Hamas on Thursday said Israel had named two of its members as prime suspects in the kidnapping of three Israeli teenagers in the West Bank two weeks ago out of “frustration” with its “failed” investigation into the abduction.
In an official statement, the Islamist movement said that by naming two known Hamas members, Amer Abu Aysha and Marwan Kawasme, as the alleged abductors, Israel was attempting to “cover up” its failure to find leads regarding the whereabouts of the missing teens.
Earlier Thursday, Israeli authorities named the two West Bank Palestinians as prime suspects in the kidnapping.
The two have been missing from their homes in Hebron’s Hares neighborhood ever since the kidnapping took place on the night of June 12 and are still at large. Israeli security forces have been engaged in a massive operation to find the abducted youths.
The identities of the suspected kidnappers, who attended prayer services regularly at the same mosque, have been known to Israel since soon after the kidnapping, but were kept secret as the search operation continued over the past two weeks. They are alleged to have been in the car in which Gil-ad Shaar, Eyal Yifrach and Naftali Fraenkel were abducted from a hitchhiking post near the settlement of Alon Shvut in the Eztion Bloc south of Jerusalem, Israeli officials said. Other members of their Hamas group have been arrested, the officials added.
Abu Aysha, a 32-year-old locksmith, was last seen at a family gathering only hours before the kidnapping, according to his father, Omar, who spoke to The Times of Israel in Hebron several days ago. Abu Aysha’s father, who has spent time in Israeli prison for ties with Hamas, said that his son left the family gathering abruptly, without offering any details as to his destination.
Abu Aysha’s brother Zayd, also a member of Hamas, was killed in November 2005 during a clash with IDF soldiers in Hebron. Abu Aysha’s mother told The Times of Israel that, unlike Zayd, Abu Aysha was a family man who was deeply involved in the lives of his wife and three children. She said he had worked in Jerusalem as well as in al-Azariya, east of the city. She added that she, too, last saw Abu Aysha on Thursday, June 12, before the abduction, and said she did not notice anything unusual in his behavior.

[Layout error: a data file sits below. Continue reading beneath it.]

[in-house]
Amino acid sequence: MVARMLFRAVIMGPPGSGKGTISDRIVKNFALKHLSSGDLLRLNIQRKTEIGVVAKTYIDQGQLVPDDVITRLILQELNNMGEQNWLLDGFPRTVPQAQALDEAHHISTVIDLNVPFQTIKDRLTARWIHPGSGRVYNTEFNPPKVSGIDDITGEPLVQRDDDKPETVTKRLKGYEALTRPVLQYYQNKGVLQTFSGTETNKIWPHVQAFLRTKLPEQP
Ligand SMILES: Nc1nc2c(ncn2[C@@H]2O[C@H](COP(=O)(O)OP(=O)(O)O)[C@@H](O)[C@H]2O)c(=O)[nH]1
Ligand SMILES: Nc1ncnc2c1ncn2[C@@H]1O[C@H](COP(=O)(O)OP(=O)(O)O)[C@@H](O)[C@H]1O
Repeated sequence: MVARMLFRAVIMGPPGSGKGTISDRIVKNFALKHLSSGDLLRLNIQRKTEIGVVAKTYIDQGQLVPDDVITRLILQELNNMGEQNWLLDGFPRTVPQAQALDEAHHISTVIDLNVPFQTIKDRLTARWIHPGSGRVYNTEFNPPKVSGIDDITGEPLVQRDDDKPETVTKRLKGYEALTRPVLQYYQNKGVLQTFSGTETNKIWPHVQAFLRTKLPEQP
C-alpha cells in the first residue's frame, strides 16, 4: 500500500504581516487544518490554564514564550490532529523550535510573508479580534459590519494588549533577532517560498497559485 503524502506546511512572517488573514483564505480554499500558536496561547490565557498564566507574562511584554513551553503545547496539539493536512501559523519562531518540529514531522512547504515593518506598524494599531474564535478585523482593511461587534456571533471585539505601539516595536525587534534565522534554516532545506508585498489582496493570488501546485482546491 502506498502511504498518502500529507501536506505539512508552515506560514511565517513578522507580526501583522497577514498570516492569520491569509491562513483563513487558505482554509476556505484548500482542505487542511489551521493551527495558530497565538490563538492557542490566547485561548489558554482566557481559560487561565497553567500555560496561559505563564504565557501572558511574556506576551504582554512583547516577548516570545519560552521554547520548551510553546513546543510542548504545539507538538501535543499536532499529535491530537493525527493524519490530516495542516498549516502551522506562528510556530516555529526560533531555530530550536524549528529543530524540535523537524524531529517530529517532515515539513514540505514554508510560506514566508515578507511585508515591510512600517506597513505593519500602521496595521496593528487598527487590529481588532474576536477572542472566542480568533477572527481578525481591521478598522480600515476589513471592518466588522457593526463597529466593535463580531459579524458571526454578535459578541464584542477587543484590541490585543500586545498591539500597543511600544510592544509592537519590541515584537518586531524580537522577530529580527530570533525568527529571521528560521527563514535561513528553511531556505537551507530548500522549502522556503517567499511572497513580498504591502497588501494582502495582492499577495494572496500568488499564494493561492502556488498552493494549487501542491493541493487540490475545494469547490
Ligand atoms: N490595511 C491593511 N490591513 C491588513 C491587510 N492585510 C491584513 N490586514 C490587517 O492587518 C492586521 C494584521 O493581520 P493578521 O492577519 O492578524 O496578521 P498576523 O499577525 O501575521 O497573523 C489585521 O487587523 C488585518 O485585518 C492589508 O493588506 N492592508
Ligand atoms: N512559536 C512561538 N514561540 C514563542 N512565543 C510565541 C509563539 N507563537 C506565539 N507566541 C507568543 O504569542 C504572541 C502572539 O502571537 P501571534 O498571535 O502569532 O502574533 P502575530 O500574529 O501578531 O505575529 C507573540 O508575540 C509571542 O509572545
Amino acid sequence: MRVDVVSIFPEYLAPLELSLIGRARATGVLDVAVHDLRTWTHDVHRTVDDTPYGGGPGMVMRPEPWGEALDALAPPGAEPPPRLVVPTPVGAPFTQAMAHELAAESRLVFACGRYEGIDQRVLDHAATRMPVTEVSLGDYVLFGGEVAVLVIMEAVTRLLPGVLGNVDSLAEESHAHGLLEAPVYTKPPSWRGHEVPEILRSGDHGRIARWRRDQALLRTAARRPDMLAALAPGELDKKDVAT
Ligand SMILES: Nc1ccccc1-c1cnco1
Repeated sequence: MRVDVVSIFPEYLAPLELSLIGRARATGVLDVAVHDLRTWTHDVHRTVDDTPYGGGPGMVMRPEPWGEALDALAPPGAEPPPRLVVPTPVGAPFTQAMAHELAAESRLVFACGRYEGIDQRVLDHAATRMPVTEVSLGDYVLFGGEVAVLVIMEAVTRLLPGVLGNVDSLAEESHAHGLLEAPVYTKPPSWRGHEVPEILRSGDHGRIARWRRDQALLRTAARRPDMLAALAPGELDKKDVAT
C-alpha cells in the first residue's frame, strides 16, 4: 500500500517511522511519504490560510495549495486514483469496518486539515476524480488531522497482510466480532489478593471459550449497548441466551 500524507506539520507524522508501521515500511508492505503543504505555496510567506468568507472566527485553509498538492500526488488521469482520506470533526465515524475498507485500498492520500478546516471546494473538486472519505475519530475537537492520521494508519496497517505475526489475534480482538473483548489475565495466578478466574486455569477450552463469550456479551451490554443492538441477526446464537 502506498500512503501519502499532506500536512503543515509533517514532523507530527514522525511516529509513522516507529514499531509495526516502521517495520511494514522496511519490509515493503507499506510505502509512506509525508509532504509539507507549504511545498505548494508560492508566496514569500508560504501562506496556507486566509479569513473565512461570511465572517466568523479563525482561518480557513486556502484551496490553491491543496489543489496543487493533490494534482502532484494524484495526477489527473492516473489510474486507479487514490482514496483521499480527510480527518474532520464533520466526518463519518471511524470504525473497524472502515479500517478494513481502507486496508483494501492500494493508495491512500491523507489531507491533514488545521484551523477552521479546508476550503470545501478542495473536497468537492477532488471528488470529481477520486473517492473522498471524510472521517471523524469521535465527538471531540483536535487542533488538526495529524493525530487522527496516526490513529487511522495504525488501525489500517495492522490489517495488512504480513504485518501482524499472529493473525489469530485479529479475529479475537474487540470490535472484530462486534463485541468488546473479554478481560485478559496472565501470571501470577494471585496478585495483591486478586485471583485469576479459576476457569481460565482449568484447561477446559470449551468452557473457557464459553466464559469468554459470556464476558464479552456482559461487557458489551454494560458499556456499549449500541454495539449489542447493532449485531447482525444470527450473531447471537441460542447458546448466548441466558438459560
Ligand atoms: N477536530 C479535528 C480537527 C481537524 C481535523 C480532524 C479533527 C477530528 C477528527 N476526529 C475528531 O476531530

However, Abu Aysha’s mother added, if her son did take part in the kidnapping, she was proud of him and hoped he would continue to evade capture, both by Israeli and Palestinian Authority security forces.
The second suspect, Kawasme, a 29-year-old barber who used to cut Abu Aysha’s kids’ hair, was detained by the Palestinian Authority and by Israel in the past. His family is known to be affiliated with Hamas. His uncle Abdullah Kawasme was the commander of the organization’s military wing in Hebron and was killed in a battle with SWAT officers in November 2003.
Hamas officials in Hebron confirmed the two suspects were members, and said Israeli troops have targeted the men’s homes since the beginning of the operation. The officials, speaking on condition of anonymity because of fears for their safety, said troops had entered the homes several times, conducting intense searches and confiscating items as evidence.
A senior Palestinian intelligence official, speaking on condition of anonymity because he was not authorized to talk to the media, said the two suspects are believed to be hiding and that Palestinian security forces were also searching for them.
He said the fact that the two men have been missing since the kidnapping is “clear evidence they have links with the abduction.”
Israel has blamed Hamas for the kidnapping of Fraenkel, Yifrach and Shaar, though the Islamist group has denied involvement. Thousands of Israeli troops have searched hundreds of locations in the West Bank and arrested some 400 Palestinians, many from Hamas, including some who were freed in a 2011 prisoner exchange for Hamas-kidnapped Israeli soldier Gilad Shalit.
In recent days, search efforts have focused on an area north of Hebron, where some 1,500 soldiers have been deployed. Some areas are now being searched for the third and fourth time.
The IDF’s Chief of General Staff Benny Gantz said Tuesday that “as time passes, the fear grows,” but stressed that Israel’s working assumption is that the three Israeli teenagers are alive.
The Associated Press contributed to this report.